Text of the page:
In The Stand, I don’t love his protagonists, but the antagonists are some of the deepest, most interesting characters I have ever read. Lloyd, The Trashcan Man, The Kid, Julie, Whitney, The Rat Man, etc. All of these villains are AMAZING. They are not all just bad for the sake of being bad. They have very unique and distinct perspectives on life that has led them to follow Randall Flagg, who is the greatest villain ever put on paper, bar none. If you can read the uncut version, it’s worth the extra pages.
Rachel’s List: Top 5 Best Stephen King Books
As you’ll see below in my list of Stephen King books in order, this is Stephen King’s very first novel and still one of my favorites. I connected with this story of an outcast who has telekinetic powers. King writes from the perspective of this high school girl with incredible insight. It’s deeply satisfying to watch as Carrie gets revenge on her tormentors. Plus, it’s a short novel at only 200 pages, so it’s quick to read! A great introduction if you’re new to King.
Ok, I have a confession, I haven’t actually finished IT yet. I started it last year and I’m a little over halfway through. To be fair, it’s over 1000 pages!! Regardless, I know this will be one of my favorite Stephen King books. Before I started reading, I expected a book full of “gotcha” scare moments and page after page of terrifying reading.
While there are some frightening and horrific moments, the bulk of the story is the friendship between a group of kids. We originally meet them as adults, but understand their first encounters with IT and how they banded together as kids through a series of flashbacks. I love this type of storytelling and I’m eager to find out how it ends!
#3. The Green Mile
It has been over a decade since I read this, but I still remember the depth of emotion I felt. It’s not often that Stephen King brings you to tears, but this one will absolutely tug at your heart. John Coffey is a black giant of a man with a childlike demeanor who is sentenced to death row for the murder of two young white girls. During his stay in prison, Coffey uses his unnatural healing powers and befriends the block supervisor, Paul Edgecombe. Over the course of the novel, the reader finds out what really happened the night of the murders.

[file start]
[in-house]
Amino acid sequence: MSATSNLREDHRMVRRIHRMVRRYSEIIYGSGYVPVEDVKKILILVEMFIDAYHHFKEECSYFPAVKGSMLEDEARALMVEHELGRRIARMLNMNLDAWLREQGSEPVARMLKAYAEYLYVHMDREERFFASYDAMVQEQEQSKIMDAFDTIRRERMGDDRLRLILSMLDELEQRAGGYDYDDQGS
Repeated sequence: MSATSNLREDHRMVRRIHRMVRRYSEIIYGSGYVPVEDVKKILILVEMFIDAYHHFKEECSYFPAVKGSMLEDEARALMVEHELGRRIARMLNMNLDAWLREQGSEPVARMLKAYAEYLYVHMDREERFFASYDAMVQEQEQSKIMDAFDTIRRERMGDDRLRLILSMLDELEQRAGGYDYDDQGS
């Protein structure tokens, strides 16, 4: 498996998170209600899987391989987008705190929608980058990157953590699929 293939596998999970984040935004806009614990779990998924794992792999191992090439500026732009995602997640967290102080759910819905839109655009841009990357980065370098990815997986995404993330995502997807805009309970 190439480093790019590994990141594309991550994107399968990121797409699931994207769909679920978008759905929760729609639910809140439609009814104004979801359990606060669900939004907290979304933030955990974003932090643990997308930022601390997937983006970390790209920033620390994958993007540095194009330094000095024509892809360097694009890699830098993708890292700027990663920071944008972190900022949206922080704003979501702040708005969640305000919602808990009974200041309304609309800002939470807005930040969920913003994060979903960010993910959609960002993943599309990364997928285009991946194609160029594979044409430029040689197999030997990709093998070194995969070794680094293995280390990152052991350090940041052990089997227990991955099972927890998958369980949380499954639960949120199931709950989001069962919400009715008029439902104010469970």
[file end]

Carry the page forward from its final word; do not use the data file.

I believe this was the first Stephen King book that I ever read and it’s still a favorite. This is always my suggestion if someone wants to try one of his books, but doesn’t enjoy horror. Firestarter is about a young girl with special powers and her dad who are hunted by the government. The girl’s unique power allows her to control fire, but she has to learn to control herself first. The government wants to study this phenomenon, with little regard for the girl behind it. The relationship between father and daughter is well-written and the ending is devastating but powerful.
#1. The Shining
It was an easy decision as to what tops my list of the best Stephen King books. When I initially tried to read The Shining, I distinctly remember making it up to a certain scene and having to stop because I was too scared to continue. There’s a reason that Stephen King is the master of horror and suspense! As an adult though, I thankfully reread this one with no need to stop and no resulting nightmares.
The second time I was swept away by the deep family ties that held together Jack, Wendy, and Danny and the delicate edge of Jack’s sanity. It’s a powerful tale about Jack struggling against his addictions and weaknesses while still ultimately trying to protect Danny. I wholeheartedly agree with Jay about the movie. It is a cheap attempt at horror with none of the depth and subtle sinister influences of the book.
Stephen King Books In Order
*The R and J indicate which novels Rachel and Jay read individually
|1979||The Dead Zone||J|
|1982||The Dark Tower: The Gunslinger||R||J|
|1985||Cycle of the Werewolf|
|1987||The Eyes of the Dragon|
|1987||The Dark Tower: The Drawing of the Three||J|
|1989||The Dark Half|
|1990||The Stand: The Complete & Uncut Edition||J|
|1991||The Dark Tower: The Waste Lands||J|
|1996||The Green Mile||R|
|1997||The Dark Tower: Wizard and Glass||J|
|1998||Bag of Bones|
|1999||The Girl Who Loved Tom Gordon||R|
|2002||From A Buick 8|
|2003||The Dark Tower: Wolves of the Calla||J|
|2004||The Dark Tower: Song of Susannah||J|
|2004||The Dark Tower||J|
|2005||The Colorado Kid|
|2009||Under the Dome||R|
|2012||The Dark Tower: The Wind Through the Keyhole|
|2016||End of Watch|
Have you ever read all of the Stephen King books in order?